The middle term (232 - 1) in the above relationship (12) is the largest value a 32-bit (unsigned) integer can attain. The inequality on the right proves that any 32-bit integer can be represented by no more than 5 base-85 integers. In particular, this guarantees that the last quotient produced using equation (8) above will always be less than 85. The inequality on the left in the above relationship (12) proves that a character set comprised of at least 85 acceptable characters satisfies this condition. It is also possible to achieve the desired 4 to 5 expansion using a base greater than 85, in which case the minimum number of acceptable characters required is changed accordingly. For example, if a base of 90 is employed, the minimum number of acceptable characters required would be 90.

At the receiving end of the E-Mail system, the received ASCII characters, 52 4C 64 52 6A respectively, corresponding to characters R L d R j of the character set in (5) above are used as an index to derive the respectively corresponding base-85 digits 17 11 29 17 35 shown in (10) above. These base-85 digits are then converted back into the first 32-bit number 354F1CD2D shown in (7) above, which may be accomplished using equation (8) above.

Although the above example of the preferred embodiment has been concerned with only the first 32-bits 354F1CD2D of the hex-represented binary data shown in (6) and (7) above, it will be understood that each following 32-bits of the binary data to be transmitted is handled in a like manner.

Reference is next directed to FIG. 1, which illustrates a preferred implementation of the invention in which the above described 85-base conversion approach for converting binary data into ASCII for E-Mail transmission is combined with the binary compression and decompression system disclosed in the commonly assigned U.S. Pat. No. 4,558,302 issued Dec. 10, 1985, Terry A. Welch, inventor. The disclosure in this patent is hereby incorporated herein. The compression and decompression approaches disclosed in this patent are typically referred to as the Welch compression and decompression algorithms.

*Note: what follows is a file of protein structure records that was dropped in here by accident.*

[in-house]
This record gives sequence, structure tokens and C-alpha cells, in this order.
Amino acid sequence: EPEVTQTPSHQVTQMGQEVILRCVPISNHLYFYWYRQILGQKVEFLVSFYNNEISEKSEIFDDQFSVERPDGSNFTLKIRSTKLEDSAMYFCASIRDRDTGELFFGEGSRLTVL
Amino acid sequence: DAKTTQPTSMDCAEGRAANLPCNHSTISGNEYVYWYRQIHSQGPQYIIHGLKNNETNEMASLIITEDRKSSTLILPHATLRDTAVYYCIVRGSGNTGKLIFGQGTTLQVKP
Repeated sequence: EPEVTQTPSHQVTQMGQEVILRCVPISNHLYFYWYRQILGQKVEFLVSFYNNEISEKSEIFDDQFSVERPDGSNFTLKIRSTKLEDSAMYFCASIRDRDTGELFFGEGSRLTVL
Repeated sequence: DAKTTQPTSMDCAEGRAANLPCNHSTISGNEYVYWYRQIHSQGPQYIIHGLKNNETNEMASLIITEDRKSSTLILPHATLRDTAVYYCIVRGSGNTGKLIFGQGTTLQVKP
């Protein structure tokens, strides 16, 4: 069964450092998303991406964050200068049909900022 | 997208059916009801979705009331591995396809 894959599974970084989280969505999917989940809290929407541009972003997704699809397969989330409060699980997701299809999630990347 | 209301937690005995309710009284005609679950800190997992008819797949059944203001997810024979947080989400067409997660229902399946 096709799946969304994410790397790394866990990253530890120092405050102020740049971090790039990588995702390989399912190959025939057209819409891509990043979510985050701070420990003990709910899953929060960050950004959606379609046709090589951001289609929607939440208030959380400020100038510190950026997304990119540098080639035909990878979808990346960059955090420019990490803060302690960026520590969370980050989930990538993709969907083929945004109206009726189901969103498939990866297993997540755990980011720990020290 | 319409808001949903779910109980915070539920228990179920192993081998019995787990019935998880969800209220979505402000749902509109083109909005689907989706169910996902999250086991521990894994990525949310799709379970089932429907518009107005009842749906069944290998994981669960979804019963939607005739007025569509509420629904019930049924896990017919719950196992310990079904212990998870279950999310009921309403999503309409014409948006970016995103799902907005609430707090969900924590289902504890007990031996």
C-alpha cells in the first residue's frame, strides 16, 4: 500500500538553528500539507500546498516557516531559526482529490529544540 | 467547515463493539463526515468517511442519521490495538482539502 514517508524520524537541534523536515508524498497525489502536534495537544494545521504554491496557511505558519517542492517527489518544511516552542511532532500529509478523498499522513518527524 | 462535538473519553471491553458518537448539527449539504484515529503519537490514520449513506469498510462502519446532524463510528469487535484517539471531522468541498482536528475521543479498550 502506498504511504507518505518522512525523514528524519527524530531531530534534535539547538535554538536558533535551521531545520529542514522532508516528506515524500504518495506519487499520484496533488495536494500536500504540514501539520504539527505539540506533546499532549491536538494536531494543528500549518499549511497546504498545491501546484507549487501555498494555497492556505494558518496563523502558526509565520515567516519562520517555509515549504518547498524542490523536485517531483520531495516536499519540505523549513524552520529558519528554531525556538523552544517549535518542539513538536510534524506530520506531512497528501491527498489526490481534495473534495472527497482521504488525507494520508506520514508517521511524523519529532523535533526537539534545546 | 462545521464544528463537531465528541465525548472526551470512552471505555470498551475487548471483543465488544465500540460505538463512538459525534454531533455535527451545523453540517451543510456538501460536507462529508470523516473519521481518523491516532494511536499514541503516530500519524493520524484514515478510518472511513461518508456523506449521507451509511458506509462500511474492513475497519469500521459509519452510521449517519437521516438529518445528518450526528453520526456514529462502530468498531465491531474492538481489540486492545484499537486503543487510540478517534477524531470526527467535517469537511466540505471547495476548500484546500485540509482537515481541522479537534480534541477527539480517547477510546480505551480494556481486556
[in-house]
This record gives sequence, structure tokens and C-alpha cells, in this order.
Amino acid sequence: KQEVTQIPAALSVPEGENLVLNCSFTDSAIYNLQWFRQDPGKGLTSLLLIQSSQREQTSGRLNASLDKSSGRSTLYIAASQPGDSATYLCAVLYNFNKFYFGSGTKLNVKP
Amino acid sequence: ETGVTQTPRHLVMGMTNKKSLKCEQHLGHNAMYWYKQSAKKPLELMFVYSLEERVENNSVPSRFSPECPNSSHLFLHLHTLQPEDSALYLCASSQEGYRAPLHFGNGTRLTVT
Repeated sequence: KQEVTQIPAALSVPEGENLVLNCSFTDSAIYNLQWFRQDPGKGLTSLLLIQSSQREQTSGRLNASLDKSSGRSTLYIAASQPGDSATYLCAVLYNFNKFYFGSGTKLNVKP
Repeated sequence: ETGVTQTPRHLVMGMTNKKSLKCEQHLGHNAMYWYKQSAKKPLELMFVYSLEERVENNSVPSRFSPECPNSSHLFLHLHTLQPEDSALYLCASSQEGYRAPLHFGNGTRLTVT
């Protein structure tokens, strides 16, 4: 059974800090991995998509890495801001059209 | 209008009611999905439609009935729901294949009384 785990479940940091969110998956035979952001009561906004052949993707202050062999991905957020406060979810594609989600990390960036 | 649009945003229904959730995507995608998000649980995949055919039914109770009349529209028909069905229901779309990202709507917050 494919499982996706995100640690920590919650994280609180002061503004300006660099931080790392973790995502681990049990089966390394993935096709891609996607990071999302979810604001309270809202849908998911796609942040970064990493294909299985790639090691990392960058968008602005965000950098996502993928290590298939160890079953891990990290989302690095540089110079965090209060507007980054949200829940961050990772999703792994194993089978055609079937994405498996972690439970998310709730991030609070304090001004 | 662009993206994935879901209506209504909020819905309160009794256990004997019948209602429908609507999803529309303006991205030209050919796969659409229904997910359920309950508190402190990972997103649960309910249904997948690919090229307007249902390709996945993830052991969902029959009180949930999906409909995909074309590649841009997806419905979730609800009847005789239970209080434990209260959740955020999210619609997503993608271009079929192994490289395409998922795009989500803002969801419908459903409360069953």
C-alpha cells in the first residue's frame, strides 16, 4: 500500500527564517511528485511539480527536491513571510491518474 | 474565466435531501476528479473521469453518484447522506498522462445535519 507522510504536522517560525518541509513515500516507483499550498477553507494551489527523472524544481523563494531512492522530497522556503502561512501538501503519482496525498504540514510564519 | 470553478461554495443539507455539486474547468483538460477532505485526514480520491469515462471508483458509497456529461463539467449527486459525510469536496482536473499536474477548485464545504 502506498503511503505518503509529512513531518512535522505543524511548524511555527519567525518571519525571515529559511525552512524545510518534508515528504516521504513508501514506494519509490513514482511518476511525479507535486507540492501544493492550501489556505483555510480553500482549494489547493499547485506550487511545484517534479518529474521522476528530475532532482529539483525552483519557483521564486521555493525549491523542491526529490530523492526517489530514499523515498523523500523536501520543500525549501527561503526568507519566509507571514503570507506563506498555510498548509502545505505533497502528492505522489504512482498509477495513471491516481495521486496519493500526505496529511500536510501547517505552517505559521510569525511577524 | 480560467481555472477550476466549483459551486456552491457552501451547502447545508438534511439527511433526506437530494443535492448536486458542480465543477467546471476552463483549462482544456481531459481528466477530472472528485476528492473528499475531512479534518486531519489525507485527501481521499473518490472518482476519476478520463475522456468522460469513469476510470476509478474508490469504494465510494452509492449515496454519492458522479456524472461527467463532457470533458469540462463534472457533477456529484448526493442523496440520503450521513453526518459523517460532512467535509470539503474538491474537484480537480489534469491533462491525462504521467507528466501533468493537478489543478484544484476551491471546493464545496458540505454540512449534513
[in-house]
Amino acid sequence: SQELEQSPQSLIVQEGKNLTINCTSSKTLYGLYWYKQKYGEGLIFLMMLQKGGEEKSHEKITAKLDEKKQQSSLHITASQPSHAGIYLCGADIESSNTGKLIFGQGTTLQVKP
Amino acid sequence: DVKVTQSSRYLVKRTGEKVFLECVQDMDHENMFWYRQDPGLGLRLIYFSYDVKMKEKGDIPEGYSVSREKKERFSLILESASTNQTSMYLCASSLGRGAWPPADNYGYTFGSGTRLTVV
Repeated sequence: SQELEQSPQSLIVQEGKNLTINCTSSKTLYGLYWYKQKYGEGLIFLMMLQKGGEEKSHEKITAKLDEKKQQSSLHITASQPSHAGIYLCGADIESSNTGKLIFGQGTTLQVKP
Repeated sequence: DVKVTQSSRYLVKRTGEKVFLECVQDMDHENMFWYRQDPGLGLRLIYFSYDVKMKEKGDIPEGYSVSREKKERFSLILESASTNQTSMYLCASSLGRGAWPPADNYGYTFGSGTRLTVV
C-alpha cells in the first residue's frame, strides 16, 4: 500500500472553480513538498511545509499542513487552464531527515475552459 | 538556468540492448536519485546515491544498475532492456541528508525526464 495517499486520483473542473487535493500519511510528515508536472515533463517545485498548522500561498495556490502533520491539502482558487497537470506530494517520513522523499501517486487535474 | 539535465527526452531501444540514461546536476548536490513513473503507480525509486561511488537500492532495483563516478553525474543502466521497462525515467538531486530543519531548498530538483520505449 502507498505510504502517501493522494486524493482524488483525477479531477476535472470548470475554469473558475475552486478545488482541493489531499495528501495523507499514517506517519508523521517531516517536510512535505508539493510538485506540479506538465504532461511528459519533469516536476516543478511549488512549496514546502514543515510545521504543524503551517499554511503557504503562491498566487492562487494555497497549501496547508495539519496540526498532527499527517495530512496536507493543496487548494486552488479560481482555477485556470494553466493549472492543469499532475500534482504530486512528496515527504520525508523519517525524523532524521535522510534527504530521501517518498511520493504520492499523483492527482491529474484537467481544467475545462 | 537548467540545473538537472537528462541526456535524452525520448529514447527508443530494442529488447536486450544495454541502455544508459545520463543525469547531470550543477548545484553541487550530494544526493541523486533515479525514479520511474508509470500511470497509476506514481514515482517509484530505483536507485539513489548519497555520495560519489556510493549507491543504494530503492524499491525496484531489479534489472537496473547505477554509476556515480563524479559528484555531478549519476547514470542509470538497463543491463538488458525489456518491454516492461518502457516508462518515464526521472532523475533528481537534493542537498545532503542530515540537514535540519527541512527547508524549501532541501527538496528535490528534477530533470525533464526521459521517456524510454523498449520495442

As shown in FIG. 1, each end of a two-way E-mail communication system 10 is provided with a Welch compressor 12 and a Welch decompressor 14, along with an E-Mail transmitting converter 16 and an E-Mail receiving converter 18. Binary data to be transmitted is first compressed by the Welch compressor 12 and the resulting compressed binary data then applied to the E-Mail transmitting converter 16, which converts the Welch-compressed binary data using 85-base conversion into ASCII for E-Mail transmission, as descried above.

Received ASCII is applied to the E-Mail receiving converter 18, which converts the ASCII into binary using 85-base to binary conversion as described above. The binary data at the output of the E-Mail receiving converter 18, which corresponds to the Welch-compressed data at the output of the Welch compressor 16, is then applied to the Welch decompressor 18, which produces the original binary data.

The flow chart in FIG. 2 illustrates how binary data from a binary file is converted into ASCII for E-Mail transmission, while the flow chart in FIG. 3 illustrates how received ASCII is converted back into the original binary file. Examples of how the Welch compression and decompression may be performed can be found in the aforementioned U.S. Pat. No. 4,558,302. An example of a program in C-language which may be employed for performing the remaining portions of FIGS. 2 and 3, that is, the conversion of binary data into ASCII using binary to 85-base conversion, or for performing the conversion of received ASCII back into binary using base-85 to binary conversion, now follows: ##SPC1##

It is to be understood that the present invention is not limited to the particular implementation and/or examples disclosed herein, and is accordingly to be considered as including all modifications and variations coming within the scope of the appended claim.

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Classifications
U.S. Classification341/83, 341/55, 341/90, 709/206, 709/247
International ClassificationH03M7/06, G06F5/00, H03M7/30, G06F13/00, H03M7/12
Cooperative ClassificationG06F5/00, H03M7/06
European ClassificationG06F5/00, H03M7/06